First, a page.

A person whose decision to belong to the Lord is sincere cannot by-pass the path described. He may preform great labors and get around things in various ways, but until he comes upon this path, it is to no purpose. I am pointing you directly to the path so that you do not wander all over the place. Be more diligent in your undertaking, and you will find success. However, you must labor with all your might, because without labor there will be nothing.
Reference: The Spiritual LIfe, pp 249-253
Today we lead such busy lives that many say, "I don't even have time for prayer. At the end of the say I am so tired. With Children and the trend of both parents working this is a common problem these days. The only solution is to make sure you have the right priorities in your life. To lead a balanced life you need to struggle to simplify it. First examine why it is necessary for a mother to work while the children are living at home. Is this a necessity or is it just to gain material things.
Elder Paisios advises:
It's better for a mother to be involved with the nurturing of her children... A mother [if she is not working a full time job] can speak to her children about Christ; she can read the Lives of the Saints to them. Thus, at the same time she will be occupying herself dusting off her own soul so that it will be spiritually shiny. The mother's spiritual life will then quietly help the souls of her children. Thus, her children will live happily, and she will be joyful because she will have Christ within her. If a mother doesn't find the time to say even the Trisagion, how can she expect he children to be sanctified?
When she does her housework, can't she pray at the same time? It was my mother who taught me to way the Jesus Prayer. When we were children and had done some mischief, and my mother was about to get angry with us, I remembering her saying, "Lord Jesus Christ, have mercy on me." When she put the bread in the oven, she would say, "In the name of the Christ and Panaghia." And whenever kneading, or cooking, again, she constantly said the Jesus Prayer. In this manner, she herself was blessed, as were the bread and the food whe was preparing, and so were those who partook of it later.I wonder if in today's world we appreciate the significance of a spiritual upbringing. The elders of our Church tell us the mother's traditional role is a most important one. Elder Paisios says, "The mother's devotion has great significance. If the mother has humility and fear of God, then family life is smooth." The challenge today with its materialistic orientation is to seek to simplify life so one parent can dedicate themselves to the nurturing of their children both physically and spiritually. Children are geared to learn by observation. You are the models they will begin their life with. Make that model as close to the image of God as is possible.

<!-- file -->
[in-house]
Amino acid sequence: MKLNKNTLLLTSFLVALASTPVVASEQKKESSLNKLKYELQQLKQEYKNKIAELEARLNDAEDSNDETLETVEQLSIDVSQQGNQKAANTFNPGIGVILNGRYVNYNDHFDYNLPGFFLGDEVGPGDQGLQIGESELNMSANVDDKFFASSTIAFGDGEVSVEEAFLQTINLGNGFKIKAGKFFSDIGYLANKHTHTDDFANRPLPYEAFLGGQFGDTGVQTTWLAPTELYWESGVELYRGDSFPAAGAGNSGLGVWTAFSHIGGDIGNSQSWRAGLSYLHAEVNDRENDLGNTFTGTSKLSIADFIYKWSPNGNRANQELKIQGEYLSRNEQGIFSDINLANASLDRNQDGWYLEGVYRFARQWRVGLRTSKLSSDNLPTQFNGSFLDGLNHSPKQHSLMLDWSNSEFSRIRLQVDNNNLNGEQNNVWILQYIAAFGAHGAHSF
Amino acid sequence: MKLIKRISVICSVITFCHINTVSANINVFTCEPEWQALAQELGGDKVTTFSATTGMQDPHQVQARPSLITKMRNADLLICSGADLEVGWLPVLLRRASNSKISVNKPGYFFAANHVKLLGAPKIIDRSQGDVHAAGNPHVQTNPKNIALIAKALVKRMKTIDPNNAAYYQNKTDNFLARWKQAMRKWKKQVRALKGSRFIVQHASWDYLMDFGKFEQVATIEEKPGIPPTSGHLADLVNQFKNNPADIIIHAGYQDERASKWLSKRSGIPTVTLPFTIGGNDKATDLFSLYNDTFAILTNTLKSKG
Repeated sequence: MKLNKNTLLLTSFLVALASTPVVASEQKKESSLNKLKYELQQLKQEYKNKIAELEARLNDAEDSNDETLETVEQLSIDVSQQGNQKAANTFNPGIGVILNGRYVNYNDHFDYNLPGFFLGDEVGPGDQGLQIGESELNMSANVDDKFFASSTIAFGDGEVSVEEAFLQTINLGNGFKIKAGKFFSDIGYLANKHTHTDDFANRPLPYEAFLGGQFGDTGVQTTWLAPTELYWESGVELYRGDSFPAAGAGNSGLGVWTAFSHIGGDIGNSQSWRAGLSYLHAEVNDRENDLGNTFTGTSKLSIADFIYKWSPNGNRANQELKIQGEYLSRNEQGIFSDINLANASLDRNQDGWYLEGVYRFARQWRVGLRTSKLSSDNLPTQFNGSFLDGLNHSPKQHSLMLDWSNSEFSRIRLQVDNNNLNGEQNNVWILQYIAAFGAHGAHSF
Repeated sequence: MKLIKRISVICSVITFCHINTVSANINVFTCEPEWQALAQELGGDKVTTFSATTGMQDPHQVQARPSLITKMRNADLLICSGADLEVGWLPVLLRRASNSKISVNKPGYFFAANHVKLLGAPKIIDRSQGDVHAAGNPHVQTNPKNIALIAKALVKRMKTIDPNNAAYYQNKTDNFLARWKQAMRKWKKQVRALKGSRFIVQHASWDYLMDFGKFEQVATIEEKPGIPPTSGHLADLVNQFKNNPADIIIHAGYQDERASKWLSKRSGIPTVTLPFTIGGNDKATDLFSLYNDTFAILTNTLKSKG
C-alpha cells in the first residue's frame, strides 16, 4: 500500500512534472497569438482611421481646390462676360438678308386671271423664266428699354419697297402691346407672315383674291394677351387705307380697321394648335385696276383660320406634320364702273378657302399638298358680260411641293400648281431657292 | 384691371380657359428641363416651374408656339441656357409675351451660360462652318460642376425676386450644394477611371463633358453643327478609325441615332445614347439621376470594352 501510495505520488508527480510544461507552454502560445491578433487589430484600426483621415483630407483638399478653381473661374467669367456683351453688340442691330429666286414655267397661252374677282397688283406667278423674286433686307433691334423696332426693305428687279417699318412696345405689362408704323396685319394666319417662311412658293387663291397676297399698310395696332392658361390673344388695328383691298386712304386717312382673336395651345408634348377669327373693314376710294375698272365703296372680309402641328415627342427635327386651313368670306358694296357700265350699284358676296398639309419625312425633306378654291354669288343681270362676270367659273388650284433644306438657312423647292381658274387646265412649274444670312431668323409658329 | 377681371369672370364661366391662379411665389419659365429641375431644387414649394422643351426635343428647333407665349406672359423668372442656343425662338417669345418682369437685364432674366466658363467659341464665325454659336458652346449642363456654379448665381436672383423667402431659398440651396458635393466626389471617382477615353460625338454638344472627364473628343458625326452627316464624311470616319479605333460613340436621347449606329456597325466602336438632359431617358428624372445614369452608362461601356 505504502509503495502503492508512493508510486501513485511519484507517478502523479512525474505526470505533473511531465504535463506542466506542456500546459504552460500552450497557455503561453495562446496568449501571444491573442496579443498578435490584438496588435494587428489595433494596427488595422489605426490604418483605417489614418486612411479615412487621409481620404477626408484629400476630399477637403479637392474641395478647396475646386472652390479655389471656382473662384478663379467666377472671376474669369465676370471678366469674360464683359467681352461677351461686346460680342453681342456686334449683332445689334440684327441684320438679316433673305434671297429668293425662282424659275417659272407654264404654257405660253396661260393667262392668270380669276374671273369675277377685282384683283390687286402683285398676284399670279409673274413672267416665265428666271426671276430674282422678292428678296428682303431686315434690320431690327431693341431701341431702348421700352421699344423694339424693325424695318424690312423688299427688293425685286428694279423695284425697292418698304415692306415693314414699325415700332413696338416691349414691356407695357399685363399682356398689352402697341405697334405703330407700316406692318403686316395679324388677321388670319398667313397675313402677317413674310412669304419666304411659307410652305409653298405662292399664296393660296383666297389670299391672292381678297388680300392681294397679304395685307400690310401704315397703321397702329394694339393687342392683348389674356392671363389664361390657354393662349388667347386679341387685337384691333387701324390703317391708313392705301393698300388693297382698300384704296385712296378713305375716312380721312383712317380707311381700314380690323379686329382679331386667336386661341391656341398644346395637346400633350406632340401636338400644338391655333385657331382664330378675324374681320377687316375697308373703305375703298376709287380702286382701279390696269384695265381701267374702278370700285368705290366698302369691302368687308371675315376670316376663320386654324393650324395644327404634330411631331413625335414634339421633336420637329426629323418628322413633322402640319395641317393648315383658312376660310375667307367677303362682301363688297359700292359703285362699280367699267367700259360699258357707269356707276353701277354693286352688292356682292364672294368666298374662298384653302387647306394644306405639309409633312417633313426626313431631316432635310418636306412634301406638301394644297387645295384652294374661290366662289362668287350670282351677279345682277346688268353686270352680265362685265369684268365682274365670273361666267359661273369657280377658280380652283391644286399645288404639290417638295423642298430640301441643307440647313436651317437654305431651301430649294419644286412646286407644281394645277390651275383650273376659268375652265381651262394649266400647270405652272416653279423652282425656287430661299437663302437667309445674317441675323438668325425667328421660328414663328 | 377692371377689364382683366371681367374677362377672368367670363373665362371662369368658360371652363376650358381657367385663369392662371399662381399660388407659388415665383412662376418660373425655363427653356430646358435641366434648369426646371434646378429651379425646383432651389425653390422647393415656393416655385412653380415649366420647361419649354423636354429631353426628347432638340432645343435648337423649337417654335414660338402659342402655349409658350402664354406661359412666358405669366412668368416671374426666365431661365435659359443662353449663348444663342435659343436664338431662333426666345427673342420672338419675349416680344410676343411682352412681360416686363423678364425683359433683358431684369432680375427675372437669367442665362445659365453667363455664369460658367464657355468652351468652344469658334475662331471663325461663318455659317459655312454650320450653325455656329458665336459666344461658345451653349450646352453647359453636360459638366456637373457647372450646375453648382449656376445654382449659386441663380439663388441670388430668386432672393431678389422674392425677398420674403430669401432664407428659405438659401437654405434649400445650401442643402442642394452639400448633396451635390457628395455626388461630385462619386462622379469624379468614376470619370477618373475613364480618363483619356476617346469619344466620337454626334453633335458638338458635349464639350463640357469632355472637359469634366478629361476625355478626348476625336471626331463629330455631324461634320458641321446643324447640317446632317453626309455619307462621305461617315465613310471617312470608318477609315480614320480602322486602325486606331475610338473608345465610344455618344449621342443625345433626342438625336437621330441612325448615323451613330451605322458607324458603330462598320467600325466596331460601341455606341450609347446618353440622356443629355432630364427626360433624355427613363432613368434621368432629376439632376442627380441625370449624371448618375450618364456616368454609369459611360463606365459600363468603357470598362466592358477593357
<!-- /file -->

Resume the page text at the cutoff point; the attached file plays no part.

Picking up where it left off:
A good friend told me a story of his early child raising days. He had the habit of not going to Church each Sunday, but he instead stayed in bed and then getting up after his wife and children had gone to church to read the Sunday paper in peace. One day, is young son made the comment to his Mom, "I cant wait until I get as old as Dad. Then I won't have to get up and go to Church each Sunday. I can stay home and read the paper and relax." He over heard his son saying this and this woke him up. He realized he was setting a bad example for his son. From that day on he never missed a day in Church.
Reference: Elder Paisios of Mount Athos Spiritual Counsels IV: Family Life, pp 95-96